PicoScope 7 Software
Available on Windows, Mac and Linux
High speed and high resolution. Breakthrough ADC technology switches from 8 to 16 bits in the same oscilloscope.
On 6 October 1997, the Cassini space craft was launched to start its 7 year mission to Saturn. The drawing shows the path it is to take.
It will reach Saturn on 25th June 2004 when rockets will be fired to put it in orbit around Titan, one of Saturn’s moons. From this orbit, Cassini will be able to transmit data about Saturn and Titan back to Earth. It will also be able to launch a moon-lander called Huygens. Huygens is fitted with penetrometers which produce electric signals when the moon lander hits Titan’s surface. Much will be learned of Titan’s surface by studying these signals.
Your investigation is to experiment with a penetrometer by dropping one on a variety of surfaces. You are to produce a report which will help the scientists interpret the electric signals which will come from the penetrometers on Huygens when it lands on Titan. This will help them to describe Titan’s surface.
Before starting your investigation, the UK Space Agency website contains some useful background information.
When Huygens lands on Titan, a number of things will affect the penetrometer signal which is sent back to Earth. These include the speed of impact and the nature of the surface. You could investigate either of these factors. The UK Space Agency website gives more information on the project. There may also be books in the library and articles in newspapers and magazines.
If you are studying the landing surfaces, you could start by listing all the possible surfaces which might be found on Titan. Next, you should list those you can investigate at school with the penetrometer provided. Unfortunately it must not be used with liquids. You might however use soft plasticine to represent mud. Certainly you should try a hard surface and also a soft one such as your mouse mat. If you are going to experiment with different gravels, you must decide how best to describe the size and shape of the individual stones.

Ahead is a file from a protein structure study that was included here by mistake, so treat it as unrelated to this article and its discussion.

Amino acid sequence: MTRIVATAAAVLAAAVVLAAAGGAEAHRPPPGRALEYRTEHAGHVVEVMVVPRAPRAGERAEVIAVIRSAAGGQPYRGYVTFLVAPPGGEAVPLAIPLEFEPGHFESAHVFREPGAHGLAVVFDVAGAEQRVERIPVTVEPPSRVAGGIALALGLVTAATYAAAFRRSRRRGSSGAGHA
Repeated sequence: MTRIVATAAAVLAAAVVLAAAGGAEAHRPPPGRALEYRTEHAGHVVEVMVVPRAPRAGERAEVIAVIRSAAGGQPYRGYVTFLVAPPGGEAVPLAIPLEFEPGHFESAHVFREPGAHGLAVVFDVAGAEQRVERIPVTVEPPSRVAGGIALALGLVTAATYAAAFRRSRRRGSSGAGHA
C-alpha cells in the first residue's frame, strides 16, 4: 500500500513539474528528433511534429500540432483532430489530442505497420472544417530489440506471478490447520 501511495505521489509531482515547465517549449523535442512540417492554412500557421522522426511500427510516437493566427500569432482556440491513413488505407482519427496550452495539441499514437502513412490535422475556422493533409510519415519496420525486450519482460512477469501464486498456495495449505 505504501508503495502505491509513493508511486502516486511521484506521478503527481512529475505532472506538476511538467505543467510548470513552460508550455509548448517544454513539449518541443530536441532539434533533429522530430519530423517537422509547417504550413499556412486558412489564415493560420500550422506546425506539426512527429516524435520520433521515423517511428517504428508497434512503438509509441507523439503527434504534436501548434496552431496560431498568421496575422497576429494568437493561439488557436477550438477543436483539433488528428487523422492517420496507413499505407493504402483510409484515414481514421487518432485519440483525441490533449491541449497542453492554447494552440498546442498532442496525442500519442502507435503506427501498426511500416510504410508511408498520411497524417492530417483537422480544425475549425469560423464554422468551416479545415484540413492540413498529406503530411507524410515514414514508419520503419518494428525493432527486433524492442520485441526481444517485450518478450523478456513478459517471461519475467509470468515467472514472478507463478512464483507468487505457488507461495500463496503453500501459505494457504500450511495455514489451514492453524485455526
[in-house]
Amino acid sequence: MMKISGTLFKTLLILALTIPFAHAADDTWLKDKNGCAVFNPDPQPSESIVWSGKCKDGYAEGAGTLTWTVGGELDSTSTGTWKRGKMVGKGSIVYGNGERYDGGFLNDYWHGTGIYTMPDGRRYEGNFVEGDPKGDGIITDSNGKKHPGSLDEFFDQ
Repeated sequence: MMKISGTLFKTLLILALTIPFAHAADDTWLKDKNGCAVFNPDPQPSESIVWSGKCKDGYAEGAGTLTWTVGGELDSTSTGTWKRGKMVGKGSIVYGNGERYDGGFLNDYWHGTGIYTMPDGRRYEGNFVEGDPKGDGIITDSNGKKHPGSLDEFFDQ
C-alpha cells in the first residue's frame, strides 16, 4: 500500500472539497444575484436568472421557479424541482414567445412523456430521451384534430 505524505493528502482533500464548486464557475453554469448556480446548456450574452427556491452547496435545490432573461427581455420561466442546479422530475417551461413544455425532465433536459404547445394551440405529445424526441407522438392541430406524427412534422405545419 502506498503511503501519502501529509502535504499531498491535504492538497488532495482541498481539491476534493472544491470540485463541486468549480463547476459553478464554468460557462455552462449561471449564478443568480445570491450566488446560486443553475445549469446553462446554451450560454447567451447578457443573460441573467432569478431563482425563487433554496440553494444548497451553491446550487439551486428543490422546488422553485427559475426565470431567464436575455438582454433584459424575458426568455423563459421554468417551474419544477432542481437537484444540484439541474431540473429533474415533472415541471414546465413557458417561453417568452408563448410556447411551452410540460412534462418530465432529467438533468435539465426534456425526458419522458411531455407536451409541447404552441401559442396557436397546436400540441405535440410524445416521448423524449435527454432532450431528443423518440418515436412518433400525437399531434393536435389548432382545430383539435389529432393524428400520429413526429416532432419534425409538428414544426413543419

You must also make sure your tests are fair and are carried out safely and in a way which does not damage the equipment. You will also need to decide how many experiments you are going to do and how you are going to record your results. For example, you could save all the individual results on a hard disk or floppy disc to use later. Alternatively, you could just copy the graphs directly into a word-processed account.
You will need the following things to carry out the experiment:
You will need to practise using the penetrometer first before recording any results. Care must be taken not to drop the penetrometer from too great a height because you could crack the ceramic sensor it contains and also because the software cannot record voltages higher than 5 V.
You may also have to share the apparatus with other students so make sure you are fully prepared when it comes to your turn to use it.
If you have experimented with different surfaces, first try to explain why different patterns are produced when the penetrometer hits hard and soft surfaces. You should then explain why the pattern is so different when the penetrometer lands in gravel. Finally try to find the pattern which relates the shape of the graphs to the size of the pieces of gravel.
You should comment here on how sure you are that the conclusions you have come to are reliable. You should also explain how useful you think penetrometers are for learning about distant surfaces and mention other things scientists might do to extend their knowledge of these surfaces.
The penetrometer is connected via a DrDAQ interface to a PC computer. You are to drop the penetrometer onto a variety of surfaces and observe the patterns of the collisions on the computer screen.
Pico Technology would like to thank Peter Chamberlain for submitting this experiment.